• Matt said:

    “Dex is saying the decline in print will slow to single digits”. What are the facts behind this statement? Many of Dex’s statements seem to be more wishful thinking. All the yellowpages must stablize print first because of the size of that number. Even a 10% decline for Print means hundreds of millions of dollars which will be very hard to make up with digital. I think the best and smartest yellowpages company is the Canadian Yellow pages group. They diversified their business early on and have a strong brand equity.

  • Ed Tennant said:

    If print revenue continues to decline and digital revenue continues to grow it is inevitable that at some point in time the digital portion will reach 30% or more of revenue. So the percentage of revenue that comes from digital can be almost any number you would like if you have enough time to wait. In my opinion the interesting part of this forecast is reversing the decline in revenue by the the 2nd half of 2012.

  • Matt said:

    Ed you have a very good point based on simple math of a shrinking print number will of course make the % of digital “grow”. At the end of the day, the only thing that matters is what is happening to total revenue regardless of print, digital or anything else.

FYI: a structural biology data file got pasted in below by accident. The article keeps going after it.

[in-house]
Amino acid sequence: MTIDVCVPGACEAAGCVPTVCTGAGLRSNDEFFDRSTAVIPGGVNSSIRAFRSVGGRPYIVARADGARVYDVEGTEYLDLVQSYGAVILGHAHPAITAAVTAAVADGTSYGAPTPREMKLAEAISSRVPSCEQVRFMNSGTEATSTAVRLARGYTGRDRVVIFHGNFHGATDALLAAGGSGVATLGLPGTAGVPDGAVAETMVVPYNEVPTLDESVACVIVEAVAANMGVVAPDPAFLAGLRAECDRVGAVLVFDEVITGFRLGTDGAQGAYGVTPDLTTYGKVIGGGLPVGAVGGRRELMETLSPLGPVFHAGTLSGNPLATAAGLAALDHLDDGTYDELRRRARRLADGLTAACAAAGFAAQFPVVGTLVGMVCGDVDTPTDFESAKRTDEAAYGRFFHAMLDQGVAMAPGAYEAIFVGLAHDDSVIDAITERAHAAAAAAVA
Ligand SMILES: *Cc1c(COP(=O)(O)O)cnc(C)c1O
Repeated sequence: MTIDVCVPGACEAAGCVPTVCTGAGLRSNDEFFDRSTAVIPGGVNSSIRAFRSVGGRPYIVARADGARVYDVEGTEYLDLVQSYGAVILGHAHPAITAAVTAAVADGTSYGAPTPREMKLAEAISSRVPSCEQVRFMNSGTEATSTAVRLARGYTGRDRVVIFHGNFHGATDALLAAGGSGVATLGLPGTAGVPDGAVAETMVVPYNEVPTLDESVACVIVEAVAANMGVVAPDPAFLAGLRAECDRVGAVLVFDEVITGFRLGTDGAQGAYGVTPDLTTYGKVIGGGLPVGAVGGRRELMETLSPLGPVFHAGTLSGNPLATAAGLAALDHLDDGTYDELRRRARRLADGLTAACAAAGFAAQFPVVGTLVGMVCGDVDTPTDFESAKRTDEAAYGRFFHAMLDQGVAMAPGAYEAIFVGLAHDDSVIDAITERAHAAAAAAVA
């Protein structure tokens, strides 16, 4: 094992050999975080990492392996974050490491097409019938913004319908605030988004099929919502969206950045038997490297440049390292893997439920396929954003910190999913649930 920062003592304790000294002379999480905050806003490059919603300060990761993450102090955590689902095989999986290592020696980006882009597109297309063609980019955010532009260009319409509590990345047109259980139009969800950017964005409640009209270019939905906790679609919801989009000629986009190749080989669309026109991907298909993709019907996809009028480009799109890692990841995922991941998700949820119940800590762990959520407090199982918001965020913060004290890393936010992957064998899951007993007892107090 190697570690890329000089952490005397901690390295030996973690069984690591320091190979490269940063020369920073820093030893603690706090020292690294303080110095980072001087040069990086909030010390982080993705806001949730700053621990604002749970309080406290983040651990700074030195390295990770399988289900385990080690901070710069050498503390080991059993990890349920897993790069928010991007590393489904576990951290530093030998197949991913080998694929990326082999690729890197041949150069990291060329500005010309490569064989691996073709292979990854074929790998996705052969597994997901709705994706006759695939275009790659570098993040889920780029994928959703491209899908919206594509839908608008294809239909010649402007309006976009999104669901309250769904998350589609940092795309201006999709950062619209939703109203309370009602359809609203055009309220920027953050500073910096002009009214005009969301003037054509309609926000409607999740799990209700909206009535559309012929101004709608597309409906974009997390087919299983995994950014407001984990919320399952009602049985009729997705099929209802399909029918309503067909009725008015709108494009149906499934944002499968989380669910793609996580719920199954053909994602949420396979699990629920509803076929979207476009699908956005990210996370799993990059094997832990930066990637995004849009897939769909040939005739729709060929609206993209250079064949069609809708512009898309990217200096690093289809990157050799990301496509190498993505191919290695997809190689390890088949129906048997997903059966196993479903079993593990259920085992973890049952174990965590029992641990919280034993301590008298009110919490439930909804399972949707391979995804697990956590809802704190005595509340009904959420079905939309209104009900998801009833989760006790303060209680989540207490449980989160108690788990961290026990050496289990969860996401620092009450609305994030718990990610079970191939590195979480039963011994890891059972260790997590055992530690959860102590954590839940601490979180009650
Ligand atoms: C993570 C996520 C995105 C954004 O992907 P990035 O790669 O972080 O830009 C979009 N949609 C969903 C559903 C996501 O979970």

• Charles Laughlin (author) said:

    Dex is saying it will get to 30% online while reducing the rate of decline in print to single digits. Of course, getting to 30% online simply by allowing print revenue to freefall is one way to get there, but it is not a path any company would make the cornerstone of an investor day presentation. Once at something akin to 70-30, 60-40 revenue split, it obviously becomes easier to grow total revenue. I still think a shift to multiproduct + performance guarantees is the best shot for publishers to restore overall growth. That is not the same as predicting success. So much relies on very challenging execution.

  • Brady said:

    If you look at a true strategy that reaches all buyers don’t you really have to look at a print and digital solution? Come on guys…there are alot of people in the country that aren’t using the internet everyday to search for a local business. I mean really these blogs and posts are such faceless empty pits of comments that are driven to paint False truth. If you look at a complete source of reaching truly local potential ready to buy leads. Your telling me a hyper local print and digital solution isn’t better than your other options? First most of you have never ever bought advertising for a SMB. Try it and then come back and tell me a Dex or other major publishers offering isn’t if not the best one of the best options to reach ready to buy customers. 2nd- Tell me a media company that hasn’t experienced shrinking revenue and declines over the last couple years? Not to mention do some research these things are money machines and throw off alot of cash. Minus the witch hunts and dazzling internet only solution sales pitches these products spell more value than anything else you can find.

  • Victor Ortiz said:

    Charles, we’re past Q2 of 2012. How is Dex doing?